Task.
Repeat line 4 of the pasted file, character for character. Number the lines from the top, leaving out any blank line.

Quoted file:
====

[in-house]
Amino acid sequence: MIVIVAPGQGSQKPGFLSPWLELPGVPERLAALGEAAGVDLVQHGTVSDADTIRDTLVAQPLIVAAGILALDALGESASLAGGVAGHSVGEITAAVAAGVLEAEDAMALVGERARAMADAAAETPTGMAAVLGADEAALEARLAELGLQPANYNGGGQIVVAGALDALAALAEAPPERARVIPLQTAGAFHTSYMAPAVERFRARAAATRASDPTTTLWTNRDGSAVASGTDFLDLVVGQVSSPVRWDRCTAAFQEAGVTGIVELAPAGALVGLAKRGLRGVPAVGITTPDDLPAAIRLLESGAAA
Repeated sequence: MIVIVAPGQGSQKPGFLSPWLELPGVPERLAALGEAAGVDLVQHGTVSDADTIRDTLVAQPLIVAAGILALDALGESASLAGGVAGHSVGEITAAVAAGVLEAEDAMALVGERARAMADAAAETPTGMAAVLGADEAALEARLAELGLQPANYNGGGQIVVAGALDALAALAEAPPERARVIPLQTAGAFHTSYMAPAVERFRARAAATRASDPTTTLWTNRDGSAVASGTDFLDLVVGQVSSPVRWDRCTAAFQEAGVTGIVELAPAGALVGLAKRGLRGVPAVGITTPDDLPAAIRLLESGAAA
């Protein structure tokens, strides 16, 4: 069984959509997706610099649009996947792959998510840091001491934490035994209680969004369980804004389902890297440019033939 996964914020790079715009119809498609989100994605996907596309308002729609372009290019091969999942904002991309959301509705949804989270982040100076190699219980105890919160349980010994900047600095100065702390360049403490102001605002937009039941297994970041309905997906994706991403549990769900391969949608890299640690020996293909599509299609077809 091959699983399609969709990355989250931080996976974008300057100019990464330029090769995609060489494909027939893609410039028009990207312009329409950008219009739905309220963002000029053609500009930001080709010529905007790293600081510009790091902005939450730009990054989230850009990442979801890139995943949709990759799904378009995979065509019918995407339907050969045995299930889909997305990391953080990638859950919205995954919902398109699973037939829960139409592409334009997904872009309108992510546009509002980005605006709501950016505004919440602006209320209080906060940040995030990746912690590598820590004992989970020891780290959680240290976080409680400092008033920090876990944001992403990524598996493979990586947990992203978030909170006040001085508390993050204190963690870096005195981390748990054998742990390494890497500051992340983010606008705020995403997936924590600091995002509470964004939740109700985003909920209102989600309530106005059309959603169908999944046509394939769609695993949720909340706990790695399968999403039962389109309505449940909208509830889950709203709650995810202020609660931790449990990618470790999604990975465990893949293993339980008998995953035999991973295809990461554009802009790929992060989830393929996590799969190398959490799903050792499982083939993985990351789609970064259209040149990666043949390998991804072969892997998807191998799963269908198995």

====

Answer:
């Protein structure tokens, strides 16, 4: 069984959509997706610099649009996947792959998510840091001491934490035994209680969004369980804004389902890297440019033939 996964914020790079715009119809498609989100994605996907596309308002729609372009290019091969999942904002991309959301509705949804989270982040100076190699219980105890919160349980010994900047600095100065702390360049403490102001605002937009039941297994970041309905997906994706991403549990769900391969949608890299640690020996293909599509299609077809 091959699983399609969709990355989250931080996976974008300057100019990464330029090769995609060489494909027939893609410039028009990207312009329409950008219009739905309220963002000029053609500009930001080709010529905007790293600081510009790091902005939450730009990054989230850009990442979801890139995943949709990759799904378009995979065509019918995407339907050969045995299930889909997305990391953080990638859950919205995954919902398109699973037939829960139409592409334009997904872009309108992510546009509002980005605006709501950016505004919440602006209320209080906060940040995030990746912690590598820590004992989970020891780290959680240290976080409680400092008033920090876990944001992403990524598996493979990586947990992203978030909170006040001085508390993050204190963690870096005195981390748990054998742990390494890497500051992340983010606008705020995403997936924590600091995002509470964004939740109700985003909920209102989600309530106005059309959603169908999944046509394939769609695993949720909340706990790695399968999403039962389109309505449940909208509830889950709203709650995810202020609660931790449990990618470790999604990975465990893949293993339980008998995953035999991973295809990461554009802009790929992060989830393929996590799969190398959490799903050792499982083939993985990351789609970064259209040149990666043949390998991804072969892997998807191998799963269908198995």